Tourism is among the industries hit particularly hard by coronavirus. Slovenia is in a precarious position. Not only is it next door to one of the main coronavirus hotspots in Europe, it also relies on foreign guests for three-quarters of arrivals. The Slovenian Tourist Board expects the sector to experience a 60-70% contraction this year.
Previous economic crises have been brutal on tourism, but the sector has been able to recover fairly quickly. The coronavirus pandemic is different.
“The virus has spread to all continents, it is present in all countries in Europe. The impact of the crisis on life, the economy, jobs and in particular tourism is more intensive than in previous crises,” Slovenian Tourist Board (STO) director Maja Pak told the STA.
While the situation remains uncertain and it is difficult to gauge the impact of the pandemic on tourism, the Organisation for Economic Cooperation and Development estimated at the end of March that international travel would decline by 45% in the event strict lockdown measures last until June. If the recovery is pushed forward to autumn, the decline will be 70%.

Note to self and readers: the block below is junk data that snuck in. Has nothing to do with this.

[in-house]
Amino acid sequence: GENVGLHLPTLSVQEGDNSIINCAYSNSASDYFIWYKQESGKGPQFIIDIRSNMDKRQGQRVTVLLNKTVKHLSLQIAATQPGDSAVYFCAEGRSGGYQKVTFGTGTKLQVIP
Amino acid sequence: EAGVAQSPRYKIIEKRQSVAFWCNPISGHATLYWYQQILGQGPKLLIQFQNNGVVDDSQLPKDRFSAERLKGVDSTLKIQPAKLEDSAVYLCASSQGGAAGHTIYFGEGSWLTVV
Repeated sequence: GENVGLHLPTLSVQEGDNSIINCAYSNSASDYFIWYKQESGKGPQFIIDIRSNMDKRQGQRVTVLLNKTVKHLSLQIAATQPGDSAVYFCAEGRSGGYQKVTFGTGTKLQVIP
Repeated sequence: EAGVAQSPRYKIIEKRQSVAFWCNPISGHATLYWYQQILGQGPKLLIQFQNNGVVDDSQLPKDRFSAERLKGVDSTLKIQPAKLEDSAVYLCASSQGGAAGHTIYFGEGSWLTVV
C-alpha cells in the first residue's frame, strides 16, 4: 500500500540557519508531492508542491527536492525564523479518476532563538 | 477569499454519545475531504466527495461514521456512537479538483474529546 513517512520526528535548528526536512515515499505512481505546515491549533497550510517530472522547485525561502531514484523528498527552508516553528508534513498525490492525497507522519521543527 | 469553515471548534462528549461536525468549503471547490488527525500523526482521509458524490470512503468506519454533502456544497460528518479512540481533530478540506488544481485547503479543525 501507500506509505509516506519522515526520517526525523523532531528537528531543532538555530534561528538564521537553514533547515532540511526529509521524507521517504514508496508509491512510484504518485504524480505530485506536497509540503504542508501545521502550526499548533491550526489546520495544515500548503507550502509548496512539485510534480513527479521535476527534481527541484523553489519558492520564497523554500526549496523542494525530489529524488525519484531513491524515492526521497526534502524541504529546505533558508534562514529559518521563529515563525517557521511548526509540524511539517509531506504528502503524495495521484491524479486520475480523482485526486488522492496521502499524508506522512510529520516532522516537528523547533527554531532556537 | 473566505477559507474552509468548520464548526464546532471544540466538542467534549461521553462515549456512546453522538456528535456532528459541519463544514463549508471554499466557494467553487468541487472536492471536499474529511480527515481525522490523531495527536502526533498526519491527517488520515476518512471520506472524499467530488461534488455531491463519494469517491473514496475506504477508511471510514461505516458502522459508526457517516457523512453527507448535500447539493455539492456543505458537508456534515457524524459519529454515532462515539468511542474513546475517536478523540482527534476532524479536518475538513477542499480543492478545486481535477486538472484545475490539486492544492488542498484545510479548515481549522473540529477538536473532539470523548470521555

The STO estimate is even more pessimistic: Pak expects a 60-70% contraction in demand if the relaxation of lockdown measures starts in June, if not, the figure is likely to be higher.
Maja Uran Maravić, an associate professor at the Faculty of Tourism Studies in Portorož, agrees with the estimate given the estimated 30% contraction in the first quarter compared to a year ago.
“The decline will probably be around 70% assuming hotels start opening at least by 1 June,” she said.
After the sharp decline, the recovery is expected to be long. Pak expects it will take several years, depending on how successfully the virus is contained, when borders reopen, and when tourism providers are allowed to operate again.
A lot will also hinge on how successfully the tourism industry adapts to the “altered consumer behaviour and the new situation post-crisis”, according to Pak